By Yonelisa Mabotyi
South African healthcare workers have protested over poor working conditions and urged the government to end corruption in the procurement of Coronavirus personal protective equipment. However, these grievances appear to be ignored by the department and government officials and thus have caused healthcare workers nationally to be frustrated.
Linen cupboards at Port Elizabeth’s Provincial and Livingstone hospitals are running bare and doctors are struggling to admit patients because they do not have enough hospital gowns or sheets to prepare beds for them. Patients are advised to bring linen and one patient was seen trying to cover herself with newspaper to stay warm.
It is reported that there are numerous issues with the linen bank and laundry service in the public hospital sector. These issues include unresolved labour disputes, insufficient laundry aids. The staff also fears contracting COVID-19 from the patient’s linen. This has resulted in a complete malfunction of laundry services at the hospital, posing a further risk to patients and staff.
Workers at Dora Nginza Hospital in Gqeberha, including general workers, nurses and administration staff, downed tools from 9 to 11:45 am on Monday, 11 April in protest over outstanding performance payments. Protesting workers are complaining about the poor state of health services at Eastern Cape public institutions.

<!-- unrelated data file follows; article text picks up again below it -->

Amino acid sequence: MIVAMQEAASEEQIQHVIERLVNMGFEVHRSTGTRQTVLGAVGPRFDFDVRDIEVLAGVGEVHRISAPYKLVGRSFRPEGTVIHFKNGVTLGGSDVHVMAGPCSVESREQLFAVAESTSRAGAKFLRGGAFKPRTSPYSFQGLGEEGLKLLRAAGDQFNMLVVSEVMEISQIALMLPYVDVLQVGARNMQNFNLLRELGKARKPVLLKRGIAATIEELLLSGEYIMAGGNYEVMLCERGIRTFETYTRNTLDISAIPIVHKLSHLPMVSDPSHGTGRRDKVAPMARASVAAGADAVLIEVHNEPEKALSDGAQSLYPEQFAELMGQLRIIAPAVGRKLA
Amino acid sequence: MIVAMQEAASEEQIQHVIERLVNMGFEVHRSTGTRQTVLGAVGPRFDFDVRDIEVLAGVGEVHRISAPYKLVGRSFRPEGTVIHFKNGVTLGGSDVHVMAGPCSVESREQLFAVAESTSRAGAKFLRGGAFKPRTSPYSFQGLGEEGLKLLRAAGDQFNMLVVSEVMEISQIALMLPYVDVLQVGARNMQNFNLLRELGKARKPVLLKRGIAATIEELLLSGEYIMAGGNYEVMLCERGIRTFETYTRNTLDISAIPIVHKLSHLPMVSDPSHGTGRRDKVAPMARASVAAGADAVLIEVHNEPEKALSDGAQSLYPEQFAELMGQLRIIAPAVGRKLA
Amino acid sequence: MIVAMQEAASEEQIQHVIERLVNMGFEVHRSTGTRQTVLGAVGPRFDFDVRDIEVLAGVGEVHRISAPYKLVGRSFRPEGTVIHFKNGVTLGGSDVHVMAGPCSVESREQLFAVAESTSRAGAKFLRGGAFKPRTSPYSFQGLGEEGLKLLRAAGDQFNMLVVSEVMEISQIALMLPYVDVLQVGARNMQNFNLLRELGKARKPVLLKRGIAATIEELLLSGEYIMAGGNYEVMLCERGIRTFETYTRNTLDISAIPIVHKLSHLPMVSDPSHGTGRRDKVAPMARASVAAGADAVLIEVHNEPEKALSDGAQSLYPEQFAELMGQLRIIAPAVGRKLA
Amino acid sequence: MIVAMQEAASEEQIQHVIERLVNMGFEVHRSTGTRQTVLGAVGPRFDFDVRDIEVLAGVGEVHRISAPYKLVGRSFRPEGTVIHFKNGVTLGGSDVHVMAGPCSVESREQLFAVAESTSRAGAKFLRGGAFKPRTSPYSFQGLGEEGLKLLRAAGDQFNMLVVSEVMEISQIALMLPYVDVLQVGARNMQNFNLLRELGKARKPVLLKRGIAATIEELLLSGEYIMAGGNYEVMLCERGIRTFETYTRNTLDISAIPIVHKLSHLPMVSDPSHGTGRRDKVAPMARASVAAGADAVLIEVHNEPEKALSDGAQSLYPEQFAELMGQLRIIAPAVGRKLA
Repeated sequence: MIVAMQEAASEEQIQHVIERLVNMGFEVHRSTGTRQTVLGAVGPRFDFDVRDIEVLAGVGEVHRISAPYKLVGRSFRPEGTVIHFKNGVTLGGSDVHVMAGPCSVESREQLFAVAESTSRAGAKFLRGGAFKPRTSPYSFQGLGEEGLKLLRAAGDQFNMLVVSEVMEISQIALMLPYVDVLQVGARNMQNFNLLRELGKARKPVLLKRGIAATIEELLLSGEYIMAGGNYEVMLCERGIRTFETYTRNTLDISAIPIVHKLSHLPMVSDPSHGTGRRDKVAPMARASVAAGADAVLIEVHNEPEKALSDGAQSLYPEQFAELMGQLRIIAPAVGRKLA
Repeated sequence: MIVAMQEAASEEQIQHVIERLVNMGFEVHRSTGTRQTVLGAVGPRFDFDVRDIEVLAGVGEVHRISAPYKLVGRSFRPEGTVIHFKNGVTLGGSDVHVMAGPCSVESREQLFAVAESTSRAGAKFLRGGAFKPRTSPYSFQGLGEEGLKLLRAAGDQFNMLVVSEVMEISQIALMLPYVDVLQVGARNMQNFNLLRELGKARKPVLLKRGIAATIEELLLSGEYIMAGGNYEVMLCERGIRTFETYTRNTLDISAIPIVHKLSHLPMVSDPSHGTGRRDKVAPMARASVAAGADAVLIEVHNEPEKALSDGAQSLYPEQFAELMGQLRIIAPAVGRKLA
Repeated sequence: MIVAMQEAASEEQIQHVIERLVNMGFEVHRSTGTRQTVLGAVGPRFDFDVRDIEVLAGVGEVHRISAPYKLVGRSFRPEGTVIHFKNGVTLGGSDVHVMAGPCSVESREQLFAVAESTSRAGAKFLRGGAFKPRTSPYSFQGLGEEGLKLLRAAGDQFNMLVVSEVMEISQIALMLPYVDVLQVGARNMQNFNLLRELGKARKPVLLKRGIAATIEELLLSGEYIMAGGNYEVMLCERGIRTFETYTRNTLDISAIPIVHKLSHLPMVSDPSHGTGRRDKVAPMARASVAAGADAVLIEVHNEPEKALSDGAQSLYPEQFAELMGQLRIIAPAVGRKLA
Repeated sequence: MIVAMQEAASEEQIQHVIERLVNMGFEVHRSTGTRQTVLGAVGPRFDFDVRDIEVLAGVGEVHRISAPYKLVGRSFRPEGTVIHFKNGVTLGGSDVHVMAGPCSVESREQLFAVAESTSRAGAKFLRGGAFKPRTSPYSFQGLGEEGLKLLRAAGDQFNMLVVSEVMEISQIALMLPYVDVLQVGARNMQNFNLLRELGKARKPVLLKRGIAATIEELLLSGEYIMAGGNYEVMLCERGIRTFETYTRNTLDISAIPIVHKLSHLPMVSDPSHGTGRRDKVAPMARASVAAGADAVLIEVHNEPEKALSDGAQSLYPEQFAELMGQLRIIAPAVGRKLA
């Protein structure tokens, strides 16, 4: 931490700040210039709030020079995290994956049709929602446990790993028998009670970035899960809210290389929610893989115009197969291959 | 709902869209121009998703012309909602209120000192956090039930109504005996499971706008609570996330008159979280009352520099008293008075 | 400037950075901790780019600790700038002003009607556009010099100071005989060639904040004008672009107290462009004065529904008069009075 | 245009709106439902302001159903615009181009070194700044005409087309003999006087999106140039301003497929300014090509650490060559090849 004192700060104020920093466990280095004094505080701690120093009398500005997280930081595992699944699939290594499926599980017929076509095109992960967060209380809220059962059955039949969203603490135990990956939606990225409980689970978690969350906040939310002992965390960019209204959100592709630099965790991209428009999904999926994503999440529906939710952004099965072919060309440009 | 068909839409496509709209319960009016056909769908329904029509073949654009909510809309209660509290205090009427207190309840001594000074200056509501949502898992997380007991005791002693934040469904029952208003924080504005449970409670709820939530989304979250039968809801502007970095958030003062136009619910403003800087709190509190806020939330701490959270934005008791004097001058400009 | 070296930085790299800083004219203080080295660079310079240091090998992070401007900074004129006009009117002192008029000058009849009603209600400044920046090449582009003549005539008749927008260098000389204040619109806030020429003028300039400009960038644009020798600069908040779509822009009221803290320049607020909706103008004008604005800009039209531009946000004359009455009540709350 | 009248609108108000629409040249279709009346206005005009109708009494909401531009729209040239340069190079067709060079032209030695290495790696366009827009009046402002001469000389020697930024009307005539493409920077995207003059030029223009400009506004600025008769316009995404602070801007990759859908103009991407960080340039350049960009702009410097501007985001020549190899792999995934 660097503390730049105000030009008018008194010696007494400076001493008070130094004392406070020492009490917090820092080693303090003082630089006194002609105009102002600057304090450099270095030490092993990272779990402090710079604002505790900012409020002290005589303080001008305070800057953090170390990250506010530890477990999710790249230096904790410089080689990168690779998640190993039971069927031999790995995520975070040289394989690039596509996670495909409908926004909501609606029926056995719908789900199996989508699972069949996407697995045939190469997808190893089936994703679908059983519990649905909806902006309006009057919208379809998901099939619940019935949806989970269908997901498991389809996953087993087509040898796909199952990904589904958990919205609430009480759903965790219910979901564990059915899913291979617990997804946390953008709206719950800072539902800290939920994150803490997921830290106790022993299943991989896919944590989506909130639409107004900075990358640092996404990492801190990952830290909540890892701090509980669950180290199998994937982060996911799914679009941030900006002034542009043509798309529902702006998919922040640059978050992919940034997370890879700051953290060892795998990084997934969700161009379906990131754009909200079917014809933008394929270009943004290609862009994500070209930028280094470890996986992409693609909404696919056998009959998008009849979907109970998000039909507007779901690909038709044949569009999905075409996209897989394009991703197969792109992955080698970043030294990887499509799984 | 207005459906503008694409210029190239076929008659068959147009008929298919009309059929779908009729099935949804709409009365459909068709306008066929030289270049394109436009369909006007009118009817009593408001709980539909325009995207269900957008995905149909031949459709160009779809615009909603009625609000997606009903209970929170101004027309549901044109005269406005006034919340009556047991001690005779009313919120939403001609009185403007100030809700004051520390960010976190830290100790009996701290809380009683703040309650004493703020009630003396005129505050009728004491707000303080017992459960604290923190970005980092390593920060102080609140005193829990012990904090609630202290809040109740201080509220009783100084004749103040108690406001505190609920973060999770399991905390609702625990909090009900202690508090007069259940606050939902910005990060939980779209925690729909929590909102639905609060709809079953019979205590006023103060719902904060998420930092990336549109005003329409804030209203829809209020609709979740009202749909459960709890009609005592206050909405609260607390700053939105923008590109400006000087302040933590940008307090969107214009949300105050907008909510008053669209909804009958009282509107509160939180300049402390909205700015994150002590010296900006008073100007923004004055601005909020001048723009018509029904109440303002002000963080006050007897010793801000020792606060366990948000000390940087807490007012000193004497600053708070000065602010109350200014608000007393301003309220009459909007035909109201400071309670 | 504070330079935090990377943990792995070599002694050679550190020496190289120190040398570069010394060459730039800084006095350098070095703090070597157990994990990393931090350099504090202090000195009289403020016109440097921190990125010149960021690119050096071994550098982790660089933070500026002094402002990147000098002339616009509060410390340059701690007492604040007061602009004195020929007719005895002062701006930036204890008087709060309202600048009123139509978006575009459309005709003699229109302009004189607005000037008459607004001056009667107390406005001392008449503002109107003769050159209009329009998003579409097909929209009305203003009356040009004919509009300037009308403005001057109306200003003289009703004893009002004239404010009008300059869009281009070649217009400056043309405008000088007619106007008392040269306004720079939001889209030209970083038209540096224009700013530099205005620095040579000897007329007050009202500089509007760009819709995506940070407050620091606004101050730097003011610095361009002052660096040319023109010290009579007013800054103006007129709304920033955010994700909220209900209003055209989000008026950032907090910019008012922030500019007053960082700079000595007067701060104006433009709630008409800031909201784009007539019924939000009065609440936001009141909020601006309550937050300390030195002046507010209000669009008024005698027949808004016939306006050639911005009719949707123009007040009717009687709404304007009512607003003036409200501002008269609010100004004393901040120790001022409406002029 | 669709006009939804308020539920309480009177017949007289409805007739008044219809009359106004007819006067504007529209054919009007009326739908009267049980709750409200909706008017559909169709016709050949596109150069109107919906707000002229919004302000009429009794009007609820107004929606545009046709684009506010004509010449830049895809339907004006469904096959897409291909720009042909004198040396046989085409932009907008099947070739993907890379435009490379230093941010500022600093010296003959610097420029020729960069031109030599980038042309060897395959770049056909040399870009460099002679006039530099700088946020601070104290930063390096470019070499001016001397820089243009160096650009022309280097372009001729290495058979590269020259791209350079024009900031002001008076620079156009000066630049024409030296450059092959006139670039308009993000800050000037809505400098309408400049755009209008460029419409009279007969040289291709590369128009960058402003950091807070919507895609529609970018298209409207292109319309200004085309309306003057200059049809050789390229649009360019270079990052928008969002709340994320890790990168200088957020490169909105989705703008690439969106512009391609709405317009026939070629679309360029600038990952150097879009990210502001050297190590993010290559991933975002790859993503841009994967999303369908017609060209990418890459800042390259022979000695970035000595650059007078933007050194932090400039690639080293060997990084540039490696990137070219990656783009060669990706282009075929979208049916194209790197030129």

According to the Democratic Nursing Organisation of South Africa(DENOSA), their demands include danger allowance during the period of Lockdown; Absorption of all contract nurses; Filling vacant position to ease pressure on nurses; Urgent attention to the slow implementation of the new organogram that seeks to provide slavery and more burden to the nurses; Translation of nurses salaries to the reasonable and competitive scale; Restoration of the National Student Financial Aid Scheme (NSFAS) to nursing education; Lastly rural allowances for emergency nurses working under terrible conditions.
Following the protests at Dora Nginza, the Minister of health, Zweli Mkhize briefed the media. He stated that the challenges of the Eastern Cape are not new. He continues to say that there are issues that relate to several aspects such as funding being a challenge throughout the province. Lack of human resource, weakness in leadership management and issues relating to infrastructure which lead to gaps. He concludes by saying in general, health services are underfunded and need an increase in funding.